Soli Deo Gloria!


Live The Gospel: Stop Blaspheming Christ

Excusing Disobedience

Whenever the topic of evangelism comes up I am met with varied levels of resistance. To be sure I am wont to bring the topic up often when around other Christians. Shocking I know. For the most part, when I broach the topic with other Christians they quickly want to shift the subject to anything else. The most frequent statement I hear from others about the topic is “I live the Gospel in my daily life.”

This is simply an excuse to justify disobedience to the Great Commission. Moreover, I do not think that most who use “I live the Gospel” mean what they say. They are simply looking for a way out of an uncomfortable situation.

Look, let’s be honest. When we are confronted with an area where we are in sin, we want to hide from the light. This is the normal response of any person. In particular, we see this played out most evidently in the lives of unbelievers. However, it also affects the believer. I deal with it often. I hate having my sin exposed, and my wife can attest to that.

Furthermore, I don’t want to say that I am okay with people making excuses, but I understand. Accordingly, I will listen patiently to what I know are merely excuses for their disobedience. Moreover, God is incredibly patient with me when I sin and make excuses. I am glad He did not strike me down at my first sin. Furthermore, it isn’t my role to strike anyone down.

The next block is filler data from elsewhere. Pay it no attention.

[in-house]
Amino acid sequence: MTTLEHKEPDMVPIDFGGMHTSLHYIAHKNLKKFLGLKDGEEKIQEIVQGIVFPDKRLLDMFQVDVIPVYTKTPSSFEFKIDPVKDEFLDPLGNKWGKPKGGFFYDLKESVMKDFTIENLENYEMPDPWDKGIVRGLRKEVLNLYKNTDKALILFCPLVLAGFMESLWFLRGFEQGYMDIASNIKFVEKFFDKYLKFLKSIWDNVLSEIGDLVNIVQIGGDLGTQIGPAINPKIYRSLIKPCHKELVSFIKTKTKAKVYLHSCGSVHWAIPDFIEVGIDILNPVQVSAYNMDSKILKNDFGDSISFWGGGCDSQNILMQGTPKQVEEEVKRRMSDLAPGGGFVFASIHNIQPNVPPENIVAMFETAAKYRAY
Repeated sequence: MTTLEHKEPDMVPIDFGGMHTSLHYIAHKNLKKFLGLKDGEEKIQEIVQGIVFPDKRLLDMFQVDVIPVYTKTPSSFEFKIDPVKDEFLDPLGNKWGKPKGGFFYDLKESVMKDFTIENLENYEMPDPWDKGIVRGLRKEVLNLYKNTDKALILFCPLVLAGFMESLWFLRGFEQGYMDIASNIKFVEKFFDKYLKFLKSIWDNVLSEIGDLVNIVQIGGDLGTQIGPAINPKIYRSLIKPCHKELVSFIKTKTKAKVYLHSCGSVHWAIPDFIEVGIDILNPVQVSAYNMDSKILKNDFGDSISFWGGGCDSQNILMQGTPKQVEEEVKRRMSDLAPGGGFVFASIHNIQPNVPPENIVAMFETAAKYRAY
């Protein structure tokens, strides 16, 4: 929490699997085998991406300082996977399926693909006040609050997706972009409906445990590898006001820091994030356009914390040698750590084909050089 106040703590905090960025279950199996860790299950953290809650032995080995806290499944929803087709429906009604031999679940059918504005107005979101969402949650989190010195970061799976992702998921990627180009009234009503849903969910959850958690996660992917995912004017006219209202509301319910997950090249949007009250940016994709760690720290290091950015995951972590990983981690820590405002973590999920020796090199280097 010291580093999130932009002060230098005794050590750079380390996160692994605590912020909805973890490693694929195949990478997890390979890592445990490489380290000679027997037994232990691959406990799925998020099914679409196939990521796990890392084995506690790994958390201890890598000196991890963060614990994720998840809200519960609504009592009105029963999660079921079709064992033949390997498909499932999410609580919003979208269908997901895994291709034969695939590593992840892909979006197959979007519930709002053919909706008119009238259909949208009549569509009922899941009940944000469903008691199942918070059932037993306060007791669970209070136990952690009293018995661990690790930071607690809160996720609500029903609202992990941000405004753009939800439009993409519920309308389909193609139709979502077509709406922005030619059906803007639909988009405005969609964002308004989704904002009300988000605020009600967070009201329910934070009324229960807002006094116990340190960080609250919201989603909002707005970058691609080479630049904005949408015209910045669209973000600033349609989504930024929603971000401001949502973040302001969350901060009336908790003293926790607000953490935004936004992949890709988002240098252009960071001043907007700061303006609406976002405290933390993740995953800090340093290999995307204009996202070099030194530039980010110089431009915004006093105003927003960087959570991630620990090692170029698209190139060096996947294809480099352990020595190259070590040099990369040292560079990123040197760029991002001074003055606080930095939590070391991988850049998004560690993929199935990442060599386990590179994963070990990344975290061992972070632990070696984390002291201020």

Conversely, it isn’t good for any of us to sit silently listening to excuses without pointing those excuses out. Moreover, we are not loving our brothers and sisters as Christ loved us, if we do not speak to the sin directly.

But How Is It Blasphemy

Some of you may be asking how is it blasphemous to say, “I live the Gospel”? Trust me when I tell you that I know it seems rather heavy handed. However, I believe I can make my case if you bear me with for just a bit.

Biblical blasphemy is an attitude of disrespect that finds expression in an act directed against the character of God. Having typed out that sentence I feel as if I could end whole article right there. However, I am not sure any of you would find that answer sufficient.

Therefore, I will start with the deity of Christ. In numerous places in the Gospels Jesus declares Himself to be God. In fact, in several instances when Christ does this He is accused of blasphemy. The Jews saw any act where a mere man attempted to make himself an equal to God as blasphemous.

Moreover, in being fully God (Hypostatic Union) and fully man, Christ was doing something that none of us could accomplish. He was resisting every temptation that any of us would ever face. Subsequently, having encountered every temptation and resisted it He did what was required of us. He kept the Eternal Moral Law of God perfectly.